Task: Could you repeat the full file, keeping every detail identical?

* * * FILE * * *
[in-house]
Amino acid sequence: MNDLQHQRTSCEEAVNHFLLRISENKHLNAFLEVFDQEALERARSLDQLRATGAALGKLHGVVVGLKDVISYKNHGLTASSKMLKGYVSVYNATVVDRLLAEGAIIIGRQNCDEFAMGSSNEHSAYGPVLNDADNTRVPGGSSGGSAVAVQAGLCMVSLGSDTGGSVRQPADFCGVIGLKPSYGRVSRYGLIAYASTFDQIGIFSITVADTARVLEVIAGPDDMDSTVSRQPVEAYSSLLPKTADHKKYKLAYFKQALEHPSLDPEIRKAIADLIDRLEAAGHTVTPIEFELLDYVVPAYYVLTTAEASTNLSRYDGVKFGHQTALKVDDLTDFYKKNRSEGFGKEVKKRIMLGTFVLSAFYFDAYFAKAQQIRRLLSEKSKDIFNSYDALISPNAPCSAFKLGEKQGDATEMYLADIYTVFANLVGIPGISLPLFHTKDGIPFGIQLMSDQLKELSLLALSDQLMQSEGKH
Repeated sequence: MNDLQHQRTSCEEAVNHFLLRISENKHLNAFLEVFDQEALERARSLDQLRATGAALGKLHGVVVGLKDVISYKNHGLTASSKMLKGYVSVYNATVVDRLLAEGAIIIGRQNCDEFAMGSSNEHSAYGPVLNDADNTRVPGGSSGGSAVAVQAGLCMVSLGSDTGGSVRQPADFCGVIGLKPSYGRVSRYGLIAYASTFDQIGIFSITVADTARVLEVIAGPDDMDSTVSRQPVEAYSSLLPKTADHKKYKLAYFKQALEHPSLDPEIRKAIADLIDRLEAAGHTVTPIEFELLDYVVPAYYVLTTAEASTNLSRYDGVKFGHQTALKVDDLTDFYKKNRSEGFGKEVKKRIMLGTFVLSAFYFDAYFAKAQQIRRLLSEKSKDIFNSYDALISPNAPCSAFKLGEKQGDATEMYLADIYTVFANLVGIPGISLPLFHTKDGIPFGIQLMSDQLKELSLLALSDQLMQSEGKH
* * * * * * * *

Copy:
[in-house]
Amino acid sequence: MNDLQHQRTSCEEAVNHFLLRISENKHLNAFLEVFDQEALERARSLDQLRATGAALGKLHGVVVGLKDVISYKNHGLTASSKMLKGYVSVYNATVVDRLLAEGAIIIGRQNCDEFAMGSSNEHSAYGPVLNDADNTRVPGGSSGGSAVAVQAGLCMVSLGSDTGGSVRQPADFCGVIGLKPSYGRVSRYGLIAYASTFDQIGIFSITVADTARVLEVIAGPDDMDSTVSRQPVEAYSSLLPKTADHKKYKLAYFKQALEHPSLDPEIRKAIADLIDRLEAAGHTVTPIEFELLDYVVPAYYVLTTAEASTNLSRYDGVKFGHQTALKVDDLTDFYKKNRSEGFGKEVKKRIMLGTFVLSAFYFDAYFAKAQQIRRLLSEKSKDIFNSYDALISPNAPCSAFKLGEKQGDATEMYLADIYTVFANLVGIPGISLPLFHTKDGIPFGIQLMSDQLKELSLLALSDQLMQSEGKH
Repeated sequence: MNDLQHQRTSCEEAVNHFLLRISENKHLNAFLEVFDQEALERARSLDQLRATGAALGKLHGVVVGLKDVISYKNHGLTASSKMLKGYVSVYNATVVDRLLAEGAIIIGRQNCDEFAMGSSNEHSAYGPVLNDADNTRVPGGSSGGSAVAVQAGLCMVSLGSDTGGSVRQPADFCGVIGLKPSYGRVSRYGLIAYASTFDQIGIFSITVADTARVLEVIAGPDDMDSTVSRQPVEAYSSLLPKTADHKKYKLAYFKQALEHPSLDPEIRKAIADLIDRLEAAGHTVTPIEFELLDYVVPAYYVLTTAEASTNLSRYDGVKFGHQTALKVDDLTDFYKKNRSEGFGKEVKKRIMLGTFVLSAFYFDAYFAKAQQIRRLLSEKSKDIFNSYDALISPNAPCSAFKLGEKQGDATEMYLADIYTVFANLVGIPGISLPLFHTKDGIPFGIQLMSDQLKELSLLALSDQLMQSEGKH